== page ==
The August PP drop was the second straight month prices for the material have fallen and the third decline in four months. Regional PP prices now are down a net of 17 cents per pound so far in 2015.
At the same time, PP makers in the region have been able to increase their profit margins by about 10 cents per pound in 2015. They’ve done so by lowering prices by less than the amounts that propylene monomer feedstock prices have fallen. By comparison, producers only gained 1 cent in margin per year in 2013 and 2014.
Tight PP supplies
They’ve been able to take that step because of tight supplies of PP in the region, according to Scott Newell, a PP market analyst with RTI. “Operating rates [for PP] are as high as we’ve seen in many years,” he said by phone. “They’re above 92 percent for the year and in these last couple of months have been close to 95 percent. Supply is tight, and when you add in some production issues and other dynamics, things can get pinched here and there.”
North American PP growth was solid in the first seven months of 2015, growing 5.3 percent. A 5.9 percent domestic growth rate was dampened by a 10 percent slide in export sales.
Regional PS prices tumbled an average of 2 cents per pound in August. Some buyers reported 3 cent drops, but 2 seemed to be the market average and is being shown on this week’s Plastics News resin pricing chart.
That drop came only a month after prices rose 6 cents, prompted by higher prices for benzene feedstock. Benzene prices for August, however, fell about 8 percent to $2.80 per gallon, sending PS resin prices down as well. Regional PS prices now are down a net of 4 cents per pound in 2015.
PS suppliers announce decreases
The region’s three major PS makers had pre-announced price decreases for August. The market apparently was able to hold to the 2-cent drops announced by Americas Styrenics and Styrolution instead of the 3-cent decline offered by Total Petrochemicals.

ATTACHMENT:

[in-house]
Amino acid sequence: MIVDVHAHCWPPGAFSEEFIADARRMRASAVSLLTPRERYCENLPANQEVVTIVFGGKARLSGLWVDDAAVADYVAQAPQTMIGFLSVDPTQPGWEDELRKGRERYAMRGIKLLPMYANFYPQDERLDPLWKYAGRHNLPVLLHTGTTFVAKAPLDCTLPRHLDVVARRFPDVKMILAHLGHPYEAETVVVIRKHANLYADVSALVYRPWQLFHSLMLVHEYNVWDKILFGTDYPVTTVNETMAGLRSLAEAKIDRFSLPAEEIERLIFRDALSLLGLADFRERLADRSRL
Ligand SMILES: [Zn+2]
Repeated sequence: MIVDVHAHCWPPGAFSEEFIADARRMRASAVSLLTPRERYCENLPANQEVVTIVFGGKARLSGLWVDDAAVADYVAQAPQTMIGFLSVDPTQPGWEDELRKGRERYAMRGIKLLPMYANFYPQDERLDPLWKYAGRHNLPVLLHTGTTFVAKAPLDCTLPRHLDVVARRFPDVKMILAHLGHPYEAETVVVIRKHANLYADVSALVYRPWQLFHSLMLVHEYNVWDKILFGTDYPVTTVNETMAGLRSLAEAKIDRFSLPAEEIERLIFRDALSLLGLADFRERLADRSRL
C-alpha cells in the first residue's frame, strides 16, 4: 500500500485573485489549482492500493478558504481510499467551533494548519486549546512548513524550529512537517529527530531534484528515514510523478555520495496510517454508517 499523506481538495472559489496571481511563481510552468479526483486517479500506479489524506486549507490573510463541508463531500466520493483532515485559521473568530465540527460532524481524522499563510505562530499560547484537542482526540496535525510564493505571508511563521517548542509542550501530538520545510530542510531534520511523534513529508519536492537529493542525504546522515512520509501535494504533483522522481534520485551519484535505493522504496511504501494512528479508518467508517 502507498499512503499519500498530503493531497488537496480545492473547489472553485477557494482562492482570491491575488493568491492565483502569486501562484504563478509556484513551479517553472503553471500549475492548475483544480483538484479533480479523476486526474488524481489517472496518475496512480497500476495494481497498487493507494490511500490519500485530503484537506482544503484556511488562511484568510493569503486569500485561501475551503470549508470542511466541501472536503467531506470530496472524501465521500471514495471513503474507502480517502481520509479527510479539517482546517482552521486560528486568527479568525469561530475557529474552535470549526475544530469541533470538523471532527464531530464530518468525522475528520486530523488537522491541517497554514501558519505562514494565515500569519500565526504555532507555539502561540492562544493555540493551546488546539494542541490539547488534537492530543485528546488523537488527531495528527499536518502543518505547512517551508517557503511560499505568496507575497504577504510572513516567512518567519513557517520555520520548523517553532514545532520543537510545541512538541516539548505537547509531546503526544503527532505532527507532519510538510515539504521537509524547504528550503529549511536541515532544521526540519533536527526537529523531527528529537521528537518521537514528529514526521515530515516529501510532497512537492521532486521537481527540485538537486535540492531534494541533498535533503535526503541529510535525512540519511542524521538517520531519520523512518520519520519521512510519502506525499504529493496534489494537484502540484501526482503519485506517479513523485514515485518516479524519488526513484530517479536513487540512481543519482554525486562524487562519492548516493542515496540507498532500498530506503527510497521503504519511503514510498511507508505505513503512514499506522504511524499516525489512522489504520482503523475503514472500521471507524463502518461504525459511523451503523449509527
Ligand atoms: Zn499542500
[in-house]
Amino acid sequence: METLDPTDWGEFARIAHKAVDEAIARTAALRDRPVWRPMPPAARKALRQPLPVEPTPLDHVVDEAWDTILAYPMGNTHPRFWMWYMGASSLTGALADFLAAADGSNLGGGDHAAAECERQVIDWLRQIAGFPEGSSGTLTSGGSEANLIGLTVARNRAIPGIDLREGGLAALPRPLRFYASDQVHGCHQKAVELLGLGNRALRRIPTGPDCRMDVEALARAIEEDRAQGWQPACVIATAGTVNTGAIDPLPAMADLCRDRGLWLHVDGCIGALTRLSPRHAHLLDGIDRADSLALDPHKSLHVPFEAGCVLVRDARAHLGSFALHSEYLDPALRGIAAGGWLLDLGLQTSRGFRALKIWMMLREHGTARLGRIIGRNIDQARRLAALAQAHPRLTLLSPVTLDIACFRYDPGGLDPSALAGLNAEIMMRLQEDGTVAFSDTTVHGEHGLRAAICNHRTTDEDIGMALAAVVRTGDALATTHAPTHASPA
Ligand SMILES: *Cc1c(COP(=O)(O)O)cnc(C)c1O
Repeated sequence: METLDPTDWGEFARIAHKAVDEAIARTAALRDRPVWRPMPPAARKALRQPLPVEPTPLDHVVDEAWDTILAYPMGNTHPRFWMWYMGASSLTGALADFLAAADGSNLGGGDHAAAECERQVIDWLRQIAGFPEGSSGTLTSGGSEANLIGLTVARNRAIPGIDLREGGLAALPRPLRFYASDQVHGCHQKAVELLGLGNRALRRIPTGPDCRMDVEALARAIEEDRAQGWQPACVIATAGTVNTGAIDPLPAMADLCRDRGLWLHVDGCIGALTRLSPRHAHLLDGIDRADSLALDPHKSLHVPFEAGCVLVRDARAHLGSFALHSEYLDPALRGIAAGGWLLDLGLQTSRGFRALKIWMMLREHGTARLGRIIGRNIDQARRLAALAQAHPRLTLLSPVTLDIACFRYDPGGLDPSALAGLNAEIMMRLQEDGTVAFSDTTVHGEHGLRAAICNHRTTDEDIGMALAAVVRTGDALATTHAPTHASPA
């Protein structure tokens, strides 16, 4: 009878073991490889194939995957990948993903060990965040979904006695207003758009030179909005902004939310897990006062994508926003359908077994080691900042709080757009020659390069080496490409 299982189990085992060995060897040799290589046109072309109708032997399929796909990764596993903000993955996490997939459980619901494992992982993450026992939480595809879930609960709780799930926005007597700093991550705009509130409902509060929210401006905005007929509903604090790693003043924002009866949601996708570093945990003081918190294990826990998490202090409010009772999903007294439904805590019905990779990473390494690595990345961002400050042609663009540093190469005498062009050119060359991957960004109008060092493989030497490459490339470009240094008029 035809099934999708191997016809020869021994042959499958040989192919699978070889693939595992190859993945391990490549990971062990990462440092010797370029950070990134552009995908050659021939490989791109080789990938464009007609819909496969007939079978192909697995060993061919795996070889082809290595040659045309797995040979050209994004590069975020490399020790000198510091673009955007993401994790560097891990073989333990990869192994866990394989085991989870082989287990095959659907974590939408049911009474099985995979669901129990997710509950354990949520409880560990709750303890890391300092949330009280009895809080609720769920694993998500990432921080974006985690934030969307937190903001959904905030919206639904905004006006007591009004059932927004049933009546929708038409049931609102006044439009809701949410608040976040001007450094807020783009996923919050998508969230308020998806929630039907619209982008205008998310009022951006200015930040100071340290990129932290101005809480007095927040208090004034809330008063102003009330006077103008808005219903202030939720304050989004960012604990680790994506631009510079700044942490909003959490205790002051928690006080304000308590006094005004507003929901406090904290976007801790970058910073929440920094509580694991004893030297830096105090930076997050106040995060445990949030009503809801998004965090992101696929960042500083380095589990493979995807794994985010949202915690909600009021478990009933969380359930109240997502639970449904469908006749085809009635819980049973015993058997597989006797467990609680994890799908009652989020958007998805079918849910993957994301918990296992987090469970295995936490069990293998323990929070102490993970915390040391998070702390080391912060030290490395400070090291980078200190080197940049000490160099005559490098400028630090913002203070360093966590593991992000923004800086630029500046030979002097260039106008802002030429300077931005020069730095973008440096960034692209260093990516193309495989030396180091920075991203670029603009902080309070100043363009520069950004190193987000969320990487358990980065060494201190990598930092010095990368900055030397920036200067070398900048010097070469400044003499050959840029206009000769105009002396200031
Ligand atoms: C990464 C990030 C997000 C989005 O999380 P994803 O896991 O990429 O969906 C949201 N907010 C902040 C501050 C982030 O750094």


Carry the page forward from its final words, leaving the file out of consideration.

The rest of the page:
North American PS sales through July essentially were flat vs. the year-ago period. Sales into the market’s leading food packaging/food service sector grew 2 percent in those seven months.
For PVC, prices ticked down an average of 1 cent per pound as seasonal construction activity began to slow in the region. Prior to that decline, prices for the material had been flat for four consecutive months. The 1-cent August drop now has regional PVC prices right back where they started on Jan. 1.
U.S./Canadian PVC sales essentially were flat through July, as a gain of almost 3 percent in export sales was canceled out by a decline of almost 2 percent for sales into the domestic market. Sales into PVC’s flagship rigid pipe and tubing market also were essentially flat for the seven-month period.
PET bottle resin’s 4-cent August drop wiped out a 3-cent hike that some buyers saw in June and others saw in July. In August, some buyers reported a 5-cent price drop, but 4 seemed to the number seen by most buyers and is being shown on this week’s PN chart.
For the year, North American PET prices now are up a net of 2 cents per pound. The market continues to struggle with lower consumption of carbonated soft drinks and with increased use of thinner water bottles that use less PET per unit.